It's certainly one way for an aspiring actor to ensure they're in line for a part.
“I'd like to be in EastEnders,” Rose Brown giggles, when asked why she has chosen a cockney accent for her new voice.
Yes, you read that right. Rose really has just chosen a new voice.
And beyond giving her a potential route into her favourite soap of choice, the weight of poignancy behind that ground-breaking opportunity is immense for this young woman.
Rose, 20, was robbed of her voice aged 12 when a car ploughed into her and a group of friends as they walked home together in Ashford, Kent, in 2009.
Tragically, two were killed, while fun-loving Rose was left in a coma.
The driver, sentenced to ten years in jail, admitted causing death by dangerous driving, and pleaded guilty to drink driving.
Brain-damaged, Rose lost her ability to move as well as to speak, and has since communicated using a voice-assisted device which she can operate by moving her head or using a switch.
But she hated the anonymous, computerised sound of her words, and felt stripped of her identity. And so now, thanks to a new project which allows acting students to record themselves speaking, and through a specialised company, “donate their voices” to those in need of them like Rose, her machine now speaks with a recognisable human voice.
And yes, with a cockney accent, just as she requested.
Smiling broadly, she explains what it means to her.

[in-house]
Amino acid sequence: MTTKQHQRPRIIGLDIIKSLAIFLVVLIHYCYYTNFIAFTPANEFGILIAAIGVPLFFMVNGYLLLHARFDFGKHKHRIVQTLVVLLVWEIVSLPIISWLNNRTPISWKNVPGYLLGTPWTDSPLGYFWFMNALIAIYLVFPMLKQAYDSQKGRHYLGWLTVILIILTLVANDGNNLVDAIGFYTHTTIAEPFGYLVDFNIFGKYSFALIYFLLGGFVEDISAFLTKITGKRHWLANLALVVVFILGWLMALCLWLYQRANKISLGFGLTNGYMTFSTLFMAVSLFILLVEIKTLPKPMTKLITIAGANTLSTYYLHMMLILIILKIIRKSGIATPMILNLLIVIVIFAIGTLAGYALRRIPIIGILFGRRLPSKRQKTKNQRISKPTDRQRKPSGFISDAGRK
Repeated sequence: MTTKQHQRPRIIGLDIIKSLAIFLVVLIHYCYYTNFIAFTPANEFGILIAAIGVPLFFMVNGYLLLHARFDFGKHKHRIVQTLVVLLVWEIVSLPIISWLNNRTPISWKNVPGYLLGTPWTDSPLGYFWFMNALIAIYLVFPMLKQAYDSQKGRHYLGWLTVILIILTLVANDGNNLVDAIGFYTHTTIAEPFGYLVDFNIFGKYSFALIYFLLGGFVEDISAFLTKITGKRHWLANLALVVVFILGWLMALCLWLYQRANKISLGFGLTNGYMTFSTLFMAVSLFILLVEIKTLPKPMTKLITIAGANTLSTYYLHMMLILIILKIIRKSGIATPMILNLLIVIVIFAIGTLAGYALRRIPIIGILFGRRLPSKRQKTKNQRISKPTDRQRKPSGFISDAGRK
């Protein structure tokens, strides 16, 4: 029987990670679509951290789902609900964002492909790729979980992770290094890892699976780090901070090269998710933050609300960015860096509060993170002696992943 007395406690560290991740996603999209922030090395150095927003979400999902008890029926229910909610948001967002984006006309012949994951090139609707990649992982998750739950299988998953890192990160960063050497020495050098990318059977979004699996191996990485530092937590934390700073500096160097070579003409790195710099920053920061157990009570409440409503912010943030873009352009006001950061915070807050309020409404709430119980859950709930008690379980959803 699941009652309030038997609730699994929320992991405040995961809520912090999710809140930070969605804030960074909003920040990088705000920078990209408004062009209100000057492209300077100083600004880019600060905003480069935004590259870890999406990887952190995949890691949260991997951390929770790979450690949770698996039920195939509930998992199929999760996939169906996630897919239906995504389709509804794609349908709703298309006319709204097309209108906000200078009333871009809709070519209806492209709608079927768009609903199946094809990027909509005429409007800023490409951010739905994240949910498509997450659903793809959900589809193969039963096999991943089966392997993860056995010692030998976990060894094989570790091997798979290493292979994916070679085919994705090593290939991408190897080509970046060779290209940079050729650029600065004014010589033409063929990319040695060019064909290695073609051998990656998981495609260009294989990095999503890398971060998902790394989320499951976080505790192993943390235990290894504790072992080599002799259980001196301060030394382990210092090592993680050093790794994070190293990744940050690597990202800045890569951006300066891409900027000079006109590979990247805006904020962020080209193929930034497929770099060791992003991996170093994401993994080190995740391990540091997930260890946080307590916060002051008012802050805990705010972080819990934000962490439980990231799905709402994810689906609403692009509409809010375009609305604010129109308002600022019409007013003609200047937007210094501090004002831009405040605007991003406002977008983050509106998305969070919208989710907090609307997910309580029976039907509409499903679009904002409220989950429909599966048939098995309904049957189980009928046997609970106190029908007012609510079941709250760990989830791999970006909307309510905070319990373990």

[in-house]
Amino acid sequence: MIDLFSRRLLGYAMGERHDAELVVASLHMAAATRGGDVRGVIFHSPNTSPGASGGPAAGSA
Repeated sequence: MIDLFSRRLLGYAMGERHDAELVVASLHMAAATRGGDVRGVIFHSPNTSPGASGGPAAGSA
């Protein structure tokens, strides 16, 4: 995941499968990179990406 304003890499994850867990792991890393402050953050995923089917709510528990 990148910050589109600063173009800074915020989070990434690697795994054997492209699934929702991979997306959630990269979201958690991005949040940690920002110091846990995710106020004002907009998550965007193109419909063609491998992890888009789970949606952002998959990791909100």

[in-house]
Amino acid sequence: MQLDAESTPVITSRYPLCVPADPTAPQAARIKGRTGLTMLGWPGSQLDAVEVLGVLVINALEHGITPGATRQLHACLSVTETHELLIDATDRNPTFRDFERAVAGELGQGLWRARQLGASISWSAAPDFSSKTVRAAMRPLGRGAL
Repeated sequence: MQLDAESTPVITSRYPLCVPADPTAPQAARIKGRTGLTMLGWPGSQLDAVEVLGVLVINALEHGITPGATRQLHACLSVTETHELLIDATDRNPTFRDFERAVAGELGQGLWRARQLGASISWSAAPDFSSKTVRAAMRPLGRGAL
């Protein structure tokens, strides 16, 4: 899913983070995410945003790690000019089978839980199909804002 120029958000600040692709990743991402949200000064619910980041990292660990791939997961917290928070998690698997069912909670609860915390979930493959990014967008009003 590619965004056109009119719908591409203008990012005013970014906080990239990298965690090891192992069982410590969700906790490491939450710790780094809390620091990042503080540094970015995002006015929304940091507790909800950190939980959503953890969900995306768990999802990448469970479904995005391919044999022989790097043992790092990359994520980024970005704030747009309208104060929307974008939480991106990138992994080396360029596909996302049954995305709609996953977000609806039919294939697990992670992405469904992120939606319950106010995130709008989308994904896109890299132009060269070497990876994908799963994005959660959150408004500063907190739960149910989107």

"This is important so that I have my own identity, to be back how I was as much as possible,” she says.
“I think it will show people I am an individual – and that I'm friendly and fun!
“It makes me feel like me, and represents my personality.”
It is hard to imagine how it feels to no longer be able to represent yourself in the world with your own unique voice.
Most of us take for granted just how much the sound of our words impact on those around us, and are connected to how others perceive us.
Our voices generally encapsulate our sex and rough age, and give people a sense of our characters.
Beyond what we are actually saying, they allow us to express ourselves as uniquely us.
Importantly for Rose, they often also give a broad clue as to where we're from geographically. And as well as giving her a chance to star in EastEnders, her new voice allows her to sound like her family, again. She is once more, part of a tribe.
The woman to donate it to her is Tash Cowley, a drama student whose voice Rose chose from a large data base.
Acting school RADA and National Star, which provides specialist further education, training, personal development and residential services for people with disabilities and acquired brain injuries, have launched a long-term relationship to enable RADA students to be voice donors for the National Star students who want a new voice.
Rose is the first to be given the chance out of the 22% of National Star students who use a communication device like her.
Tash recorded hundreds of phrases over two days which together make up all the human voice's different combinations of sounds.
These recorded phrases are then sent to a US company which creates a fully functional voice that can be programmed to a voice-assisted device.
“Everyone deserves a right to speak, a voice” says Tash, visibly moved by the process of gifting her voice.
“To be able to give that to someone is amazing.”
Meanwhile Rose, who heard her new voice for the first time this month, is initially moved beyond words.
She has spent eight years without her signature sound.
Finally, she explains how she feels.
“It sounds like me, before," she says.
– Watch Rose's story on the Victoria Derbyshire show on BBC Two on Tuesday July 16
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